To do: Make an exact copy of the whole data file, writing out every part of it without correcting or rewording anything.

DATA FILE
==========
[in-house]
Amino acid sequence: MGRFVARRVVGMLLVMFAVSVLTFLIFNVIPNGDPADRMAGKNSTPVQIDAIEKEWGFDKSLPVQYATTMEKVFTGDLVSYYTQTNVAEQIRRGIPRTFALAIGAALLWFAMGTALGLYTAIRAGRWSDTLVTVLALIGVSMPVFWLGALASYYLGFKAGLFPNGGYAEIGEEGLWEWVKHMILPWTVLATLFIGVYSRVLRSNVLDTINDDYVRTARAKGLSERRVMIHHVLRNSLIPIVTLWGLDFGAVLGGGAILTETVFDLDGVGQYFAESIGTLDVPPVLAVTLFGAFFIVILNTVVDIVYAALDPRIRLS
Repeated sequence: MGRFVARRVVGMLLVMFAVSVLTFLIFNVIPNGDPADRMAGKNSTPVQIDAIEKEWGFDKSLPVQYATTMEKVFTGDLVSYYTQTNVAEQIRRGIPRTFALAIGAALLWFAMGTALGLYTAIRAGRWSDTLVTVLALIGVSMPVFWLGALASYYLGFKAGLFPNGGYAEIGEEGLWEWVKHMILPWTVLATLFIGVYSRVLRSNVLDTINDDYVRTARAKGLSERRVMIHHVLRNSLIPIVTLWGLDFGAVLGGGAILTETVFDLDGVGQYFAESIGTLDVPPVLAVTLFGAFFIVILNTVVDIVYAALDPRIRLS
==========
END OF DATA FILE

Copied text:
[in-house]
Amino acid sequence: MGRFVARRVVGMLLVMFAVSVLTFLIFNVIPNGDPADRMAGKNSTPVQIDAIEKEWGFDKSLPVQYATTMEKVFTGDLVSYYTQTNVAEQIRRGIPRTFALAIGAALLWFAMGTALGLYTAIRAGRWSDTLVTVLALIGVSMPVFWLGALASYYLGFKAGLFPNGGYAEIGEEGLWEWVKHMILPWTVLATLFIGVYSRVLRSNVLDTINDDYVRTARAKGLSERRVMIHHVLRNSLIPIVTLWGLDFGAVLGGGAILTETVFDLDGVGQYFAESIGTLDVPPVLAVTLFGAFFIVILNTVVDIVYAALDPRIRLS
Repeated sequence: MGRFVARRVVGMLLVMFAVSVLTFLIFNVIPNGDPADRMAGKNSTPVQIDAIEKEWGFDKSLPVQYATTMEKVFTGDLVSYYTQTNVAEQIRRGIPRTFALAIGAALLWFAMGTALGLYTAIRAGRWSDTLVTVLALIGVSMPVFWLGALASYYLGFKAGLFPNGGYAEIGEEGLWEWVKHMILPWTVLATLFIGVYSRVLRSNVLDTINDDYVRTARAKGLSERRVMIHHVLRNSLIPIVTLWGLDFGAVLGGGAILTETVFDLDGVGQYFAESIGTLDVPPVLAVTLFGAFFIVILNTVVDIVYAALDPRIRLS